Two things about this novel caught my eye when I saw it on my Goodreads friends list feed. First, it's set during China's Tang Dynasty, around 800 AD. It's a period I have some fondness for, having imprinted as a teen on Van Gulik's Judge Dee mysteries set in that place and era. And to my mind far too few works of historical fiction available here in America are set outside the Anglo-American world, never mind Asia. Second, it was reviewed by a friend of that friend who is very picky. Indeed, she's notable for often being scathingly, often hilariously, acerbic in her reviews. So when she gave this book five stars my eyebrow went way up and I hunted this down.
I don't rate this as highly no. I did very much like the way Lin evoked the place and time, at least in terms of physical details. I don't know though that the culture felt foreign <i>enough</i> though given the distance we're traveling to a China of the eighth century in the way of the best historical fiction I've read. It doesn't for me distinguish itself in style, which is not elegant, even if readable, in characters, which are likable but not to my mind distinctive enough to linger in my mind, and I found the plot predictable--I saw the resolution coming miles away. There were no passages that evoked writer's envy or tempted me to mark pages. Compare that to Crusie's <i>Bet Me</i>, the prize among books I've read in the romance category, with lots of elements and lines that linger in memory, which made me laugh and made me cry: <i>that</i> I rated five stars.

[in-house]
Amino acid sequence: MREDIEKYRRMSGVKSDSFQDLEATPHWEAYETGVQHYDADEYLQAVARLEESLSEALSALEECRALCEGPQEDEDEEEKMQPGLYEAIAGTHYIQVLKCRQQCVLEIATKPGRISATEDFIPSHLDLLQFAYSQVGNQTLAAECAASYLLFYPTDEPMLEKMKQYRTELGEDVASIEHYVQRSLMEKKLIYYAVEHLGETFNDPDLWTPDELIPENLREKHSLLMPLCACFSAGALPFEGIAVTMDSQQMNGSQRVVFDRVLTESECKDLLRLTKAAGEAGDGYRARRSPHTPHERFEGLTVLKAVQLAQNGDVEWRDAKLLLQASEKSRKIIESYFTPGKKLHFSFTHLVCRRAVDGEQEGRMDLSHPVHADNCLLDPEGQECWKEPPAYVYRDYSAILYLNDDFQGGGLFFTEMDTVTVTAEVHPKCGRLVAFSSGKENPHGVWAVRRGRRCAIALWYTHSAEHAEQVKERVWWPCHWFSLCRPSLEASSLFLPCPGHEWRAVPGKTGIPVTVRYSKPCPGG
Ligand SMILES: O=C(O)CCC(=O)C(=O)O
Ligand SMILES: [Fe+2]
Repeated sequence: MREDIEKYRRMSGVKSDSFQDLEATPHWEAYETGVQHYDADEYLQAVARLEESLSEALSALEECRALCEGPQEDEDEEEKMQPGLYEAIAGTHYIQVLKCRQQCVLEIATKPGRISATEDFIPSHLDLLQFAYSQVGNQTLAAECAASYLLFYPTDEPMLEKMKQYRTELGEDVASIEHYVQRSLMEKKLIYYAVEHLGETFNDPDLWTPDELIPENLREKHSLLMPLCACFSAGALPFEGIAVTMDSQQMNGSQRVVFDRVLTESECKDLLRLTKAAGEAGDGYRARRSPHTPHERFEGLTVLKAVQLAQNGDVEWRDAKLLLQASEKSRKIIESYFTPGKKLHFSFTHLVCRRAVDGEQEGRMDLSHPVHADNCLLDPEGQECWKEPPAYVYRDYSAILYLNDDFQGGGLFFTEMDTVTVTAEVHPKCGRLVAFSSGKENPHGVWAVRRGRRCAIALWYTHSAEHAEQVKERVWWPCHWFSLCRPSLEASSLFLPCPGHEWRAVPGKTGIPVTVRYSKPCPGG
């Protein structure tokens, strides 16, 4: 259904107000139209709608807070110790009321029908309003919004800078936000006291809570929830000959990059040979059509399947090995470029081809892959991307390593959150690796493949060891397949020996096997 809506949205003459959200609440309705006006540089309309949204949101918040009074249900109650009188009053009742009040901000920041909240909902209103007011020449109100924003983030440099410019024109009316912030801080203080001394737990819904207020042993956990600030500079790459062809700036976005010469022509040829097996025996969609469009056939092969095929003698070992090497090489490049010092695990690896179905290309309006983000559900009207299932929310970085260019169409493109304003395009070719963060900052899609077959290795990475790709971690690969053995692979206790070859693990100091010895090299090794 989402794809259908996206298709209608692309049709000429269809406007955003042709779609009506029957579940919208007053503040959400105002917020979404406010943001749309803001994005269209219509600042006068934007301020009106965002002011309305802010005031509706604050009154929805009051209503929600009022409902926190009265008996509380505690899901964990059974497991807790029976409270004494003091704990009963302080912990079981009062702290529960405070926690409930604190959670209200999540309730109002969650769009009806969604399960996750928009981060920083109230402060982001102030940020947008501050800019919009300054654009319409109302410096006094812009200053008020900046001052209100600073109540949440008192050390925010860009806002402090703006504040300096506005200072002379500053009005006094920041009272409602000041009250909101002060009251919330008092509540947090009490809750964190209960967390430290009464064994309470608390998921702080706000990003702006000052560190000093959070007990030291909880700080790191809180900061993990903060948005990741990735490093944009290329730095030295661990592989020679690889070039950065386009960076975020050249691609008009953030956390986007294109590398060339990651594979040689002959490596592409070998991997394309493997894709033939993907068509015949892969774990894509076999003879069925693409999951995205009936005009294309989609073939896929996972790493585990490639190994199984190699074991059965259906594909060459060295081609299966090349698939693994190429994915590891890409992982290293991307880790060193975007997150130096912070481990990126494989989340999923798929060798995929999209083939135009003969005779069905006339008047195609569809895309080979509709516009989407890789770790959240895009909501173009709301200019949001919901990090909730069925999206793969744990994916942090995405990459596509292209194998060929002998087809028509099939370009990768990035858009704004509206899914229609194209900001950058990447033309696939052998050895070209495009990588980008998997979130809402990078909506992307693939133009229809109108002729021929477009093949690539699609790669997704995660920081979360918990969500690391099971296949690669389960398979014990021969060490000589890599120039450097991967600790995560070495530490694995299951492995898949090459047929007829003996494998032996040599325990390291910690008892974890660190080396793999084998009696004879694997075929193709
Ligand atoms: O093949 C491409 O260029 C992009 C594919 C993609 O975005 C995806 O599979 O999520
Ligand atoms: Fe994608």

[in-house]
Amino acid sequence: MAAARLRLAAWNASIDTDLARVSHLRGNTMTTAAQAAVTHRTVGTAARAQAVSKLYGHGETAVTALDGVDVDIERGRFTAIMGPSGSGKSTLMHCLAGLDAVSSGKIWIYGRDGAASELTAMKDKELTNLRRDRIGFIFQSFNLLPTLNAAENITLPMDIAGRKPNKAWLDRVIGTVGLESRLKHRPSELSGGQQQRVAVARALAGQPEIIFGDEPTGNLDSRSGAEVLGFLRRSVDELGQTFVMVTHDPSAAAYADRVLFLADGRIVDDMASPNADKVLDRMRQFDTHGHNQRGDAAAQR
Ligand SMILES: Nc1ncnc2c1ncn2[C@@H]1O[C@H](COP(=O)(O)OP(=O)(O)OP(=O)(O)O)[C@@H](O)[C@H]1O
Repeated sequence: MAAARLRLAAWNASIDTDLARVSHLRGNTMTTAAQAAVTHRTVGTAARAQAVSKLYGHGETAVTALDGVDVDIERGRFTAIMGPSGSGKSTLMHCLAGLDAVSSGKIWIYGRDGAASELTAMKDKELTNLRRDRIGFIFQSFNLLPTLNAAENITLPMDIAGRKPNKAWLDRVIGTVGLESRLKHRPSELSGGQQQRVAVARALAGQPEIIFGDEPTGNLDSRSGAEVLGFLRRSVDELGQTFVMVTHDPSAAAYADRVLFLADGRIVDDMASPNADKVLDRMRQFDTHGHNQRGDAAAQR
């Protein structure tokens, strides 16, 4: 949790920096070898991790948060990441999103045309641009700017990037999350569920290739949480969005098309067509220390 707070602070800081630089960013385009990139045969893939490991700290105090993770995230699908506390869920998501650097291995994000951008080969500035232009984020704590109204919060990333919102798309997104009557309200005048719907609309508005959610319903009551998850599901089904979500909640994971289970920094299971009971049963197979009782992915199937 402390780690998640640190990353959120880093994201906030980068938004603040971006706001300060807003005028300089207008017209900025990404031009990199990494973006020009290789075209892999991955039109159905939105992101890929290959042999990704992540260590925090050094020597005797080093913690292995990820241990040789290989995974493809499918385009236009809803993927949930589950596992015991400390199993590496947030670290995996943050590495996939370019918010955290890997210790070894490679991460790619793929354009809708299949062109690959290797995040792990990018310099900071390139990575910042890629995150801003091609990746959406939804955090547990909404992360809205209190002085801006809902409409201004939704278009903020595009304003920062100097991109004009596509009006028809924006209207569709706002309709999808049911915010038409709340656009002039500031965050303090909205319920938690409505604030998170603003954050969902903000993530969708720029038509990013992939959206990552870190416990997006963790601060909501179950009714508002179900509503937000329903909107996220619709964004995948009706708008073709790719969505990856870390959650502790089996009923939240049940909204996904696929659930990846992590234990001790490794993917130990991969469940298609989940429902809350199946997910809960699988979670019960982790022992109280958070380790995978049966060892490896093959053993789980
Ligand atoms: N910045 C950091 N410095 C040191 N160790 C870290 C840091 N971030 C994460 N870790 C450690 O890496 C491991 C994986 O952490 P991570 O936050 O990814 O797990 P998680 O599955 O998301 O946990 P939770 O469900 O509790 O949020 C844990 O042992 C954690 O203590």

Mind you, given this is a Harlequin Romance imprint, never mind genre romance, I'm tempted to give <i>My Fair Concubine</i> five stars, because grading on a curve, this would be one of the best books I've read in the genre. I'm a sap that relishes a good love story, but it's rare that I've ever found anything in the romance aisle that I haven't found gag-worthy. And because I think there are good stories in every genre and I <i>do</i> enjoy love stories--the ones I love generally being found in other areas of the store--I have tried, going through more than one romance recommendation list. Other than Jennifer Crusie, I have yet to read a living romance author I'd be tempted to read a second time. Given the too-many-books, too-little time principle, I'm not sure Lin is another exception, which is why four stars feels too generous, if three stars given how much I enjoyed it a bit stingy.
But I did tear through the story and I did enjoy the ride. So if you think you'd enjoy a solidly written romance set in a far off time and place, yes, I'd recommend this novel.